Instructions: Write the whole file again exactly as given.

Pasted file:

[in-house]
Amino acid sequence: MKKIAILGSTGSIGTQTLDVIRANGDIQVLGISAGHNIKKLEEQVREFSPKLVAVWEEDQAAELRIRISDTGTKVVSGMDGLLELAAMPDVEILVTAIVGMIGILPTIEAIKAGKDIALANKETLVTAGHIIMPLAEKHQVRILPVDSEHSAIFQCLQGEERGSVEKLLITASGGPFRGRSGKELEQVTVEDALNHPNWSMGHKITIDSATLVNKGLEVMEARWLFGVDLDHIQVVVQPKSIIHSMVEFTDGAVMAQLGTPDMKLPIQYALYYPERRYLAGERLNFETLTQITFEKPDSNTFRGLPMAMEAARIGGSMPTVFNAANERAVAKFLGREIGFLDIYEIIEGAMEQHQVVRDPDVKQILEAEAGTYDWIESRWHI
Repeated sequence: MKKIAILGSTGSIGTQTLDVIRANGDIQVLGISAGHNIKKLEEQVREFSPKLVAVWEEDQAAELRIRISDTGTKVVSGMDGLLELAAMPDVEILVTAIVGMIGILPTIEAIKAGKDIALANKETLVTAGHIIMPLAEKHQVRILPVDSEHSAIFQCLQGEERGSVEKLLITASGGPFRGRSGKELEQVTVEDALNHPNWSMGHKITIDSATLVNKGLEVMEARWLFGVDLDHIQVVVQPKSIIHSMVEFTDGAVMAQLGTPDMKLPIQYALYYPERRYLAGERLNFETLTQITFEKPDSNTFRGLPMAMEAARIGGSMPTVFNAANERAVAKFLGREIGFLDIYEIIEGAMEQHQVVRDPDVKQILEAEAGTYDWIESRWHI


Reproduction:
[in-house]
Amino acid sequence: MKKIAILGSTGSIGTQTLDVIRANGDIQVLGISAGHNIKKLEEQVREFSPKLVAVWEEDQAAELRIRISDTGTKVVSGMDGLLELAAMPDVEILVTAIVGMIGILPTIEAIKAGKDIALANKETLVTAGHIIMPLAEKHQVRILPVDSEHSAIFQCLQGEERGSVEKLLITASGGPFRGRSGKELEQVTVEDALNHPNWSMGHKITIDSATLVNKGLEVMEARWLFGVDLDHIQVVVQPKSIIHSMVEFTDGAVMAQLGTPDMKLPIQYALYYPERRYLAGERLNFETLTQITFEKPDSNTFRGLPMAMEAARIGGSMPTVFNAANERAVAKFLGREIGFLDIYEIIEGAMEQHQVVRDPDVKQILEAEAGTYDWIESRWHI
Repeated sequence: MKKIAILGSTGSIGTQTLDVIRANGDIQVLGISAGHNIKKLEEQVREFSPKLVAVWEEDQAAELRIRISDTGTKVVSGMDGLLELAAMPDVEILVTAIVGMIGILPTIEAIKAGKDIALANKETLVTAGHIIMPLAEKHQVRILPVDSEHSAIFQCLQGEERGSVEKLLITASGGPFRGRSGKELEQVTVEDALNHPNWSMGHKITIDSATLVNKGLEVMEARWLFGVDLDHIQVVVQPKSIIHSMVEFTDGAVMAQLGTPDMKLPIQYALYYPERRYLAGERLNFETLTQITFEKPDSNTFRGLPMAMEAARIGGSMPTVFNAANERAVAKFLGREIGFLDIYEIIEGAMEQHQVVRDPDVKQILEAEAGTYDWIESRWHI